Purpose: To determine the feasibility, safety, and cost of delivering total body irradiation (TBI) in an outpatient setting. Patients and Methods: The records of 33 pediatric patients with hematopoietic malignancies undergoing TBI in preparation for bone marrow transplantation (BMT) at the Children's Medical Center of Dallas between February 1992 and June 1997 were retrospectively reviewed. Seventeen children received TBI in an outpatient setting, including 7 patients younger than 8 years of age. All patients had a good performance status (Karnofsky index > 90%) and lived or were housed within a 50-mile radius of the hospital. Patients received 1200 cGy or 1350 cGy in 8 or 9 fractions twice daily over 4 to 5 days and were admitted for high-dose chemotherapy after the last TBI fraction. Mean age was 9 years (range 13 months to 16 years). Close contact was maintained with the BMT staff during outpatient TBI. Results: Eleven patients (65%) received oral ondansetron for nausea and vomiting, 6 received promethazine and ondansetron, and 3 required dexamethasone. Only 2 of the 17 children (12%) required admission during TBI for persistent vomiting and poor oral intake. Two other children (12%) required outpatient administration of intravenous fluids. The other 13 patients (76%) tolerated the outpatient TBI regimen well. Taking into account hospitalization and ambulance transport charges, outpatient TBI represented a savings of approximately $3250 per patient compared with inpatient TBI. Conclusions: Fractionated TBI delivered in an outpatient setting to selected children of all ages is a safe and cost-effective practice.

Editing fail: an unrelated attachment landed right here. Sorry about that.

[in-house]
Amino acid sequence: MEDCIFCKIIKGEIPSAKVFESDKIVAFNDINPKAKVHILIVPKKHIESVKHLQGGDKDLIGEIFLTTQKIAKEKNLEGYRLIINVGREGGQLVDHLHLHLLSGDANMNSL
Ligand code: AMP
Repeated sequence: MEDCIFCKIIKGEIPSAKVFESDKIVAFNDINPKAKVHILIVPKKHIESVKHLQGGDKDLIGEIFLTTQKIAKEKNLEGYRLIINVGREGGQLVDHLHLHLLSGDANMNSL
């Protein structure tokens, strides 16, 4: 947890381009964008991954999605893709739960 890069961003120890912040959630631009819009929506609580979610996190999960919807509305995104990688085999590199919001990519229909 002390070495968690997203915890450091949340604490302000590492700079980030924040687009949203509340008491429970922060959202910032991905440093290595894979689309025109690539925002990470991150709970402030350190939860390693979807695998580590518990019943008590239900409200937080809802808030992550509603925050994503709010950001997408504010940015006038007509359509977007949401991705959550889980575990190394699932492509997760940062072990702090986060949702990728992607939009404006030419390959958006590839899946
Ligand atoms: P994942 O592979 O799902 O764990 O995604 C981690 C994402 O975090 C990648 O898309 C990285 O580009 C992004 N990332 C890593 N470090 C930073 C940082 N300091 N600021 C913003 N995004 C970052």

- Preparative regimens
- Stem cell transplantation
- Total body irradiation
ASJC Scopus subject areas
- Pediatrics, Perinatology, and Child Health